This auction is for the second of two 19th century Chinese export silver condiment sets. Hallmarked by the 19th century Chinese silversmith Wang Hing, this figural set is finely handcrafted. You can find many examples of Wang Hing silver on the net, and he has been connected to Tiffany & Co., which sold examples of silver in their stores during the Victorian Period.
It was common for 19th century Victorian families to have figural condiment sets with wheels. You can just roll this 8.75-inch long by 3.75-inch wide by 4-inch tall “Sedan Chair” across the table. Each of the figures measures just over 3 inches tall and are finely detailed. The three containers are removable, plus the open bucket is gold-lined and has a glass inset. There is another open compartment below the bucket, and in the back is a box with a lid. This set comes with only one original spoon.
All of this fine, handmade set needs a polishing. There are no problems or any restorations. If you search for antique Wang Hing Silver online, you can find many tea sets and other fine crafted items. You will not find another example like this set. The only place you will find another example is on our other eBay auctions.
(Photo: eBay seller wwolst12)
DBA: It is hard to say who got the best of this deal. The price paid is very low, but the main issue is the condition. Will this object look better after a good polish? Or is the finish essentially gone? If this object polishes up nicely, the buyer got an incredible deal. Wang Hing is a made-up name for the most prolific silver maker of the company’s generation. For such a prolific silver maker, the attention to detail was not lost, and this company’s products are sought after. Most of these objects sell for far more than this object. However, I have not seen one in this condition. Hopefully, for the buyer, it is just tarnish!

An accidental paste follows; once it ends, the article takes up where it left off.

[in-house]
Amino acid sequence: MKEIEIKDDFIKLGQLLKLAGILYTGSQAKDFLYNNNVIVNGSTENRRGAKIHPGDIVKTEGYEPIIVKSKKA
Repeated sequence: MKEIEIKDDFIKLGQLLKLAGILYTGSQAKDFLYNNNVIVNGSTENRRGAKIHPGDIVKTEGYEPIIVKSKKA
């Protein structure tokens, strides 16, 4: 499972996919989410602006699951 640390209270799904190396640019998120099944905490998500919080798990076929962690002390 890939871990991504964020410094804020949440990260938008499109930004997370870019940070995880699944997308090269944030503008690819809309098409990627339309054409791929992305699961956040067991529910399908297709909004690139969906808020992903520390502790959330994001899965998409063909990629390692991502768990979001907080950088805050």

$1,225 (58 bids, 14 bidders): 1930s Deco San Francisco DeLuxe Beehive Neon Clock.
This is a rare, genuine ca. 1930s Beehive neon clock. It says “DeLuxe San Francisco” on the face, and it does work. Original motor and transformer in place. Runs quietly, keeps good time, and the neon light is a vibrant whitish/blue. It has the unusual multi-stepped bezel that gives it its moniker of “beehive.” Measures 16.5 inches at the larger outer diameter, stepping down to the 11-inch diameter face, and is a little over 6 inches deep. The clock is as found. It appears it could also have an outer ring of neon as there are holes in the outer ring. Overall, a very unusual and desirable neon clock in usable condition as is, or a great one to restore.
(Photo: eBay seller gypsiegirlz)
DBA: This clock is a classic. It was never a luxury clock. This price is based entirely on the rarity of the clock. This would be considered a retail price, and several similar ones (with just a location difference) could be found at various Internet sites. Anytime a seller receives a retail price for an object, noting that the cost of selling on eBay is low considering most retail marketing costs, would be considered a good deal for the seller. Most of the time this would only occur when the object is very rare.
Deborah Abernethy is a certified appraiser with the International Association of Appraisers. She can be contacted at 404-262-2131 or Deborah@expert-appraisers.com. Her website is www.expert-appraisers.com.